Protecting code of cookie cutter web sites

I want to develop code for web sites that I want to sell into a niche market.

So how can I protect the RoR code?

So let's say that I have two websites: www.sample-x.com and www.sample-y.com

www.sample-x.com and www.sample-y.com both run identical Ruby code but present very different HTML because of user-settable configuration files.

I haven't started coding yet so I am looking for recommendations.

Ralph Shnelvar

I want to develop code for web sites that I want to sell into a niche market.

So how can I protect the RoR code?

So let's say that I have two websites: www.sample-x.com and www.sample-y.com

www.sample-x.com and www.sample-y.com both run identical Ruby code but present very different HTML because of user-settable configuration files.

Who are you trying to stop from seeing the code? The RoR code is not
visible through the browser.

Colin

Colin,

Monday, April 9, 2012, 8:54:21 AM, you wrote:

Don’t sell the website, sell the service. Charge XX per month, automate the hosting aspect of it (you can easily do this with heroku for example). Take a look at shopify.com.

Hi Ralph,

So how can I protect the RoR code?

The only real protection available for software today, whether it's
fully visible as in RoR or compiled, is via licensing. Read the
license on pretty much any piece of packaged software you've bought in
the last 15 years and you'll see that you agree by opening the package
not to reverse-engineer or assist anyone else in reverse-engineering
or to use knowledge gained by using the product to develop a competing
product, etc....

The way this works in the US market is based on what's called, iirc,
'primacy of claims.' (I am not a lawyer, but recommend that you get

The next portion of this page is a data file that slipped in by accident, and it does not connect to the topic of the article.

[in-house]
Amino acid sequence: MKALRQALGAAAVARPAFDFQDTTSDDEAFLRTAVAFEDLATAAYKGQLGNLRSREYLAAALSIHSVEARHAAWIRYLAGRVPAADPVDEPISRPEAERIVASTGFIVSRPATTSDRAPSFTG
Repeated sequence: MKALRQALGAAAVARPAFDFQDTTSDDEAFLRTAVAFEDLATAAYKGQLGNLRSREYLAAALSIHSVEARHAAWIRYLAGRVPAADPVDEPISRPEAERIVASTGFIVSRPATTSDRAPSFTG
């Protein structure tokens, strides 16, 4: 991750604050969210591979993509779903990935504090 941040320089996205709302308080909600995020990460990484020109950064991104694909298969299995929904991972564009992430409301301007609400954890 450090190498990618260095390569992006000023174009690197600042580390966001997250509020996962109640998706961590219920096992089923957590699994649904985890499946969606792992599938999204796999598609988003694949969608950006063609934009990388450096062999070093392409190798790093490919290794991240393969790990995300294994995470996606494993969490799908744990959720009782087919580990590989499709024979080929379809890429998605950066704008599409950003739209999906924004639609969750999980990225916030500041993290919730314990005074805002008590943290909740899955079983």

yourself one if you're really concerned about this). Business
contracts have a higher priority in our courts than patent, copyright,
or other IP. The really good news for software developers is that
violations of business contracts are *much* easier and cheaper to both
create and prosecute than IP violations. You don't have to prove they
stole your code. You just have to show they violated the contract.

Get yourself a good business contract lawyer.

HTH,
Bill

Bill,

Monday, April 9, 2012, 9:07:27 AM, you wrote:

Hi Ralph,

So how can I protect the RoR code?

The only real protection available for software today, whether it's
fully visible as in RoR or compiled, is via licensing. Read the
license on pretty much any piece of packaged software you've bought in
the last 15 years and you'll see that you agree by opening the package
not to reverse-engineer or assist anyone else in reverse-engineering
or to use knowledge gained by using the product to develop a competing
product, etc....

The way this works in the US market is based on what's called, iirc,
'primacy of claims.' (I am not a lawyer, but recommend that you get
yourself one if you're really concerned about this). Business
contracts have a higher priority in our courts than patent, copyright,
or other IP. The really good news for software developers is that
violations of business contracts are *much* easier and cheaper to both
create and prosecute than IP violations. You don't have to prove they
stole your code. You just have to show they violated the contract.

Get yourself a good business contract lawyer.

HTH,
Bill

Contracts are as good as the people who sign them.

Now is there a technological way rather than a legal way to protect code?

Can I write a web service that all these web sites (with different domain names) would have to get their stuff from?

Hi Ralph,

<snip>

Now is there a technological way rather than a legal way to protect code?

Other than a SaaS offering, I do not know of, and am unable to
imagine, one. Once the code is out of your physical control, the only
real protection is contractual. Don't think in terms of protecting
your code. Think in terms of protecting your business.

Best regards,
Bill